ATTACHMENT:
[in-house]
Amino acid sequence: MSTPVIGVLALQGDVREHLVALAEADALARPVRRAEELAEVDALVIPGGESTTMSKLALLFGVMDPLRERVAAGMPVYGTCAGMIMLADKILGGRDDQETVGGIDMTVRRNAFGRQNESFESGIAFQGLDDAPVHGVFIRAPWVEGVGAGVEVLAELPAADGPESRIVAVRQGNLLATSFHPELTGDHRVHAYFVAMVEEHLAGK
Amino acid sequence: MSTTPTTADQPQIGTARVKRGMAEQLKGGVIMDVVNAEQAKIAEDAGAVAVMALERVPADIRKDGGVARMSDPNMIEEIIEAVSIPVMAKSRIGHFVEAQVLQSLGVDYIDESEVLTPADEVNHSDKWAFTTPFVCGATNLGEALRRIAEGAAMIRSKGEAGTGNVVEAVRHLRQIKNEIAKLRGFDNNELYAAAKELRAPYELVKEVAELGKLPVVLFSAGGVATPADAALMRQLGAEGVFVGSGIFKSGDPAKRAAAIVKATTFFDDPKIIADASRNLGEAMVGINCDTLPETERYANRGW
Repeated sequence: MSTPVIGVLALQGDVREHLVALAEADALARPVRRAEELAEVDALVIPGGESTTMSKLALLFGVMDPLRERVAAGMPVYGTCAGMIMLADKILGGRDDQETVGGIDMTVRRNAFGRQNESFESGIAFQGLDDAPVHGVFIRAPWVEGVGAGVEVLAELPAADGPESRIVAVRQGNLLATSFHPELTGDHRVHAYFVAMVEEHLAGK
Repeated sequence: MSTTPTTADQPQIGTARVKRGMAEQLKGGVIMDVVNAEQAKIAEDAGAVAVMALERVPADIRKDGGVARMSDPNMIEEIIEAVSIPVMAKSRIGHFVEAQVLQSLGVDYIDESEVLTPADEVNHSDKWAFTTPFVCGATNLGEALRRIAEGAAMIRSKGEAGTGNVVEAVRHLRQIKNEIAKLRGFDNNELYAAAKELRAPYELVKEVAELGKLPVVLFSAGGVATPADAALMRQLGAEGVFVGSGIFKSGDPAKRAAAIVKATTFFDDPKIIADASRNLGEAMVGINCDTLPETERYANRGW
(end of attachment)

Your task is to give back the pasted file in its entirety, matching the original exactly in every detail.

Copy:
[in-house]
Amino acid sequence: MSTPVIGVLALQGDVREHLVALAEADALARPVRRAEELAEVDALVIPGGESTTMSKLALLFGVMDPLRERVAAGMPVYGTCAGMIMLADKILGGRDDQETVGGIDMTVRRNAFGRQNESFESGIAFQGLDDAPVHGVFIRAPWVEGVGAGVEVLAELPAADGPESRIVAVRQGNLLATSFHPELTGDHRVHAYFVAMVEEHLAGK
Amino acid sequence: MSTTPTTADQPQIGTARVKRGMAEQLKGGVIMDVVNAEQAKIAEDAGAVAVMALERVPADIRKDGGVARMSDPNMIEEIIEAVSIPVMAKSRIGHFVEAQVLQSLGVDYIDESEVLTPADEVNHSDKWAFTTPFVCGATNLGEALRRIAEGAAMIRSKGEAGTGNVVEAVRHLRQIKNEIAKLRGFDNNELYAAAKELRAPYELVKEVAELGKLPVVLFSAGGVATPADAALMRQLGAEGVFVGSGIFKSGDPAKRAAAIVKATTFFDDPKIIADASRNLGEAMVGINCDTLPETERYANRGW
Repeated sequence: MSTPVIGVLALQGDVREHLVALAEADALARPVRRAEELAEVDALVIPGGESTTMSKLALLFGVMDPLRERVAAGMPVYGTCAGMIMLADKILGGRDDQETVGGIDMTVRRNAFGRQNESFESGIAFQGLDDAPVHGVFIRAPWVEGVGAGVEVLAELPAADGPESRIVAVRQGNLLATSFHPELTGDHRVHAYFVAMVEEHLAGK
Repeated sequence: MSTTPTTADQPQIGTARVKRGMAEQLKGGVIMDVVNAEQAKIAEDAGAVAVMALERVPADIRKDGGVARMSDPNMIEEIIEAVSIPVMAKSRIGHFVEAQVLQSLGVDYIDESEVLTPADEVNHSDKWAFTTPFVCGATNLGEALRRIAEGAAMIRSKGEAGTGNVVEAVRHLRQIKNEIAKLRGFDNNELYAAAKELRAPYELVKEVAELGKLPVVLFSAGGVATPADAALMRQLGAEGVFVGSGIFKSGDPAKRAAAIVKATTFFDDPKIIADASRNLGEAMVGINCDTLPETERYANRGW